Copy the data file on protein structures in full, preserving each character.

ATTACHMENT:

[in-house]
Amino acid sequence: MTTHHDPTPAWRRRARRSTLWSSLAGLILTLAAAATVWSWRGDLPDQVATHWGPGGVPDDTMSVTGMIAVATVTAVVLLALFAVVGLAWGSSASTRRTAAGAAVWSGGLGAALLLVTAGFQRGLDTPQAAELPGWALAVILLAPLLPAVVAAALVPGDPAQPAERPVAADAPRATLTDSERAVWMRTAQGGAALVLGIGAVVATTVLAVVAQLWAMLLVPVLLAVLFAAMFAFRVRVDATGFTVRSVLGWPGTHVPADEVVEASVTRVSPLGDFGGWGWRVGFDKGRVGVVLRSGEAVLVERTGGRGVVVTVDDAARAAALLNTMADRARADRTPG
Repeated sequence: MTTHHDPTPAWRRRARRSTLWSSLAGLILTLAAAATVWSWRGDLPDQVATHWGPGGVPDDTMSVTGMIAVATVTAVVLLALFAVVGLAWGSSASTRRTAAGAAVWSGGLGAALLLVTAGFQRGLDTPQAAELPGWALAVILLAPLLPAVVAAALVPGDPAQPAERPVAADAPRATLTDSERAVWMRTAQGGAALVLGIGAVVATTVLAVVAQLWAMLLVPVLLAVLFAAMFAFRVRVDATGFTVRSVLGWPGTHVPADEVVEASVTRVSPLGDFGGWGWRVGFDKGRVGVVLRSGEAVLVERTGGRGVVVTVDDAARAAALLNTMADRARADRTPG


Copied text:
[in-house]
Amino acid sequence: MTTHHDPTPAWRRRARRSTLWSSLAGLILTLAAAATVWSWRGDLPDQVATHWGPGGVPDDTMSVTGMIAVATVTAVVLLALFAVVGLAWGSSASTRRTAAGAAVWSGGLGAALLLVTAGFQRGLDTPQAAELPGWALAVILLAPLLPAVVAAALVPGDPAQPAERPVAADAPRATLTDSERAVWMRTAQGGAALVLGIGAVVATTVLAVVAQLWAMLLVPVLLAVLFAAMFAFRVRVDATGFTVRSVLGWPGTHVPADEVVEASVTRVSPLGDFGGWGWRVGFDKGRVGVVLRSGEAVLVERTGGRGVVVTVDDAARAAALLNTMADRARADRTPG
Repeated sequence: MTTHHDPTPAWRRRARRSTLWSSLAGLILTLAAAATVWSWRGDLPDQVATHWGPGGVPDDTMSVTGMIAVATVTAVVLLALFAVVGLAWGSSASTRRTAAGAAVWSGGLGAALLLVTAGFQRGLDTPQAAELPGWALAVILLAPLLPAVVAAALVPGDPAQPAERPVAADAPRATLTDSERAVWMRTAQGGAALVLGIGAVVATTVLAVVAQLWAMLLVPVLLAVLFAAMFAFRVRVDATGFTVRSVLGWPGTHVPADEVVEASVTRVSPLGDFGGWGWRVGFDKGRVGVVLRSGEAVLVERTGGRGVVVTVDDAARAAALLNTMADRARADRTPG